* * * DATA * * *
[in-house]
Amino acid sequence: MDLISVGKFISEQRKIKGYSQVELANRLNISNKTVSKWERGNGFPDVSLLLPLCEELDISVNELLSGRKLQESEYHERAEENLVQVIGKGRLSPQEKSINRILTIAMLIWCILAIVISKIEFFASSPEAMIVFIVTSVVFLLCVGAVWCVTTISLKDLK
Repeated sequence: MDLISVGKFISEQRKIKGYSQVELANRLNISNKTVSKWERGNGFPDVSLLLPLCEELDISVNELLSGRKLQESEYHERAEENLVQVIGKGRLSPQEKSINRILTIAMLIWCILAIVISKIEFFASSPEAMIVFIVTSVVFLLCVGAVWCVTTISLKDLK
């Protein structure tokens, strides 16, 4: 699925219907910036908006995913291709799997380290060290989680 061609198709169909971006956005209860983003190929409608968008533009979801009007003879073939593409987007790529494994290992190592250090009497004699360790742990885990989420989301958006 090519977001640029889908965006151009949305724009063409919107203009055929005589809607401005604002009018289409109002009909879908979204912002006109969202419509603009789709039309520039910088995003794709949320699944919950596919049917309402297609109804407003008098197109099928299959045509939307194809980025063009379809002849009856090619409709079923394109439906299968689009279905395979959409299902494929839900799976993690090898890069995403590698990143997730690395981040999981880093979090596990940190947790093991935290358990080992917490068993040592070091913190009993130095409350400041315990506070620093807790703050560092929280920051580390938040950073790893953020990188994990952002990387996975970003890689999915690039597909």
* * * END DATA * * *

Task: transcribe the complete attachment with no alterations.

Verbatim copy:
[in-house]
Amino acid sequence: MDLISVGKFISEQRKIKGYSQVELANRLNISNKTVSKWERGNGFPDVSLLLPLCEELDISVNELLSGRKLQESEYHERAEENLVQVIGKGRLSPQEKSINRILTIAMLIWCILAIVISKIEFFASSPEAMIVFIVTSVVFLLCVGAVWCVTTISLKDLK
Repeated sequence: MDLISVGKFISEQRKIKGYSQVELANRLNISNKTVSKWERGNGFPDVSLLLPLCEELDISVNELLSGRKLQESEYHERAEENLVQVIGKGRLSPQEKSINRILTIAMLIWCILAIVISKIEFFASSPEAMIVFIVTSVVFLLCVGAVWCVTTISLKDLK
């Protein structure tokens, strides 16, 4: 699925219907910036908006995913291709799997380290060290989680 061609198709169909971006956005209860983003190929409608968008533009979801009007003879073939593409987007790529494994290992190592250090009497004699360790742990885990989420989301958006 090519977001640029889908965006151009949305724009063409919107203009055929005589809607401005604002009018289409109002009909879908979204912002006109969202419509603009789709039309520039910088995003794709949320699944919950596919049917309402297609109804407003008098197109099928299959045509939307194809980025063009379809002849009856090619409709079923394109439906299968689009279905395979959409299902494929839900799976993690090898890069995403590698990143997730690395981040999981880093979090596990940190947790093991935290358990080992917490068993040592070091913190009993130095409350400041315990506070620093807790703050560092929280920051580390938040950073790893953020990188994990952002990387996975970003890689999915690039597909």